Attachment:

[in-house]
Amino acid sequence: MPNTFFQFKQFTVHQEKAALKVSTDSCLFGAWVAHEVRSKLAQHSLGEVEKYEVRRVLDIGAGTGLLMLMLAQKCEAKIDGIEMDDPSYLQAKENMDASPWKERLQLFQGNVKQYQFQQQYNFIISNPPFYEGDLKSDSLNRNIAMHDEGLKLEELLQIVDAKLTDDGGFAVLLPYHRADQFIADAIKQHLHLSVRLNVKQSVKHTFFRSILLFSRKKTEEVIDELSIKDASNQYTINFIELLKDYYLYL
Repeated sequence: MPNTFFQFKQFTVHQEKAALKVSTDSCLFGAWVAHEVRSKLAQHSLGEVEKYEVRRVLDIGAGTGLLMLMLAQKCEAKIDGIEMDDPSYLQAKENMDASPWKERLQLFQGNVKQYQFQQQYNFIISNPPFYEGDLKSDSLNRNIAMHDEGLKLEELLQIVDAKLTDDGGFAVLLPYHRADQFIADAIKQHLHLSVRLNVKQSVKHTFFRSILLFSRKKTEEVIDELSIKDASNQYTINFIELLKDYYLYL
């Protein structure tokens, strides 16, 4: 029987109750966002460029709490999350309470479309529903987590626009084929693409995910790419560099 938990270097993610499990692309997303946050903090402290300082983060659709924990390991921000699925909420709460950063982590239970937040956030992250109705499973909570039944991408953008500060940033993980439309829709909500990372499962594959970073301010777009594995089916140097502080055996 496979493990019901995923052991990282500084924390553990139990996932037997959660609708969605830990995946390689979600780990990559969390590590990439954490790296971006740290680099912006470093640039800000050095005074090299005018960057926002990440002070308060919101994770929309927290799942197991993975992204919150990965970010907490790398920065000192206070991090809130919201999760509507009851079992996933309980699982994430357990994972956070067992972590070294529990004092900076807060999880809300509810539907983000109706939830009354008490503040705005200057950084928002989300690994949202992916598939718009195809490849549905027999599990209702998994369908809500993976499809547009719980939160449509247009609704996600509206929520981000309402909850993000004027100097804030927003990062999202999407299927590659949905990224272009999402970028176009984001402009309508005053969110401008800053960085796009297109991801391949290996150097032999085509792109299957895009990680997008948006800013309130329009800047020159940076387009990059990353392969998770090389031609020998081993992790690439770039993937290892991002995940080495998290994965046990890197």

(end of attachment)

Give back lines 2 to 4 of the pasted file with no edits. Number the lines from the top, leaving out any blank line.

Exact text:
Amino acid sequence: MPNTFFQFKQFTVHQEKAALKVSTDSCLFGAWVAHEVRSKLAQHSLGEVEKYEVRRVLDIGAGTGLLMLMLAQKCEAKIDGIEMDDPSYLQAKENMDASPWKERLQLFQGNVKQYQFQQQYNFIISNPPFYEGDLKSDSLNRNIAMHDEGLKLEELLQIVDAKLTDDGGFAVLLPYHRADQFIADAIKQHLHLSVRLNVKQSVKHTFFRSILLFSRKKTEEVIDELSIKDASNQYTINFIELLKDYYLYL
Repeated sequence: MPNTFFQFKQFTVHQEKAALKVSTDSCLFGAWVAHEVRSKLAQHSLGEVEKYEVRRVLDIGAGTGLLMLMLAQKCEAKIDGIEMDDPSYLQAKENMDASPWKERLQLFQGNVKQYQFQQQYNFIISNPPFYEGDLKSDSLNRNIAMHDEGLKLEELLQIVDAKLTDDGGFAVLLPYHRADQFIADAIKQHLHLSVRLNVKQSVKHTFFRSILLFSRKKTEEVIDELSIKDASNQYTINFIELLKDYYLYL
């Protein structure tokens, strides 16, 4: 029987109750966002460029709490999350309470479309529903987590626009084929693409995910790419560099 938990270097993610499990692309997303946050903090402290300082983060659709924990390991921000699925909420709460950063982590239970937040956030992250109705499973909570039944991408953008500060940033993980439309829709909500990372499962594959970073301010777009594995089916140097502080055996 496979493990019901995923052991990282500084924390553990139990996932037997959660609708969605830990995946390689979600780990990559969390590590990439954490790296971006740290680099912006470093640039800000050095005074090299005018960057926002990440002070308060919101994770929309927290799942197991993975992204919150990965970010907490790398920065000192206070991090809130919201999760509507009851079992996933309980699982994430357990994972956070067992972590070294529990004092900076807060999880809300509810539907983000109706939830009354008490503040705005200057950084928002989300690994949202992916598939718009195809490849549905027999599990209702998994369908809500993976499809547009719980939160449509247009609704996600509206929520981000309402909850993000004027100097804030927003990062999202999407299927590659949905990224272009999402970028176009984001402009309508005053969110401008800053960085796009297109991801391949290996150097032999085509792109299957895009990680997008948006800013309130329009800047020159940076387009990059990353392969998770090389031609020998081993992790690439770039993937290892991002995940080495998290994965046990890197």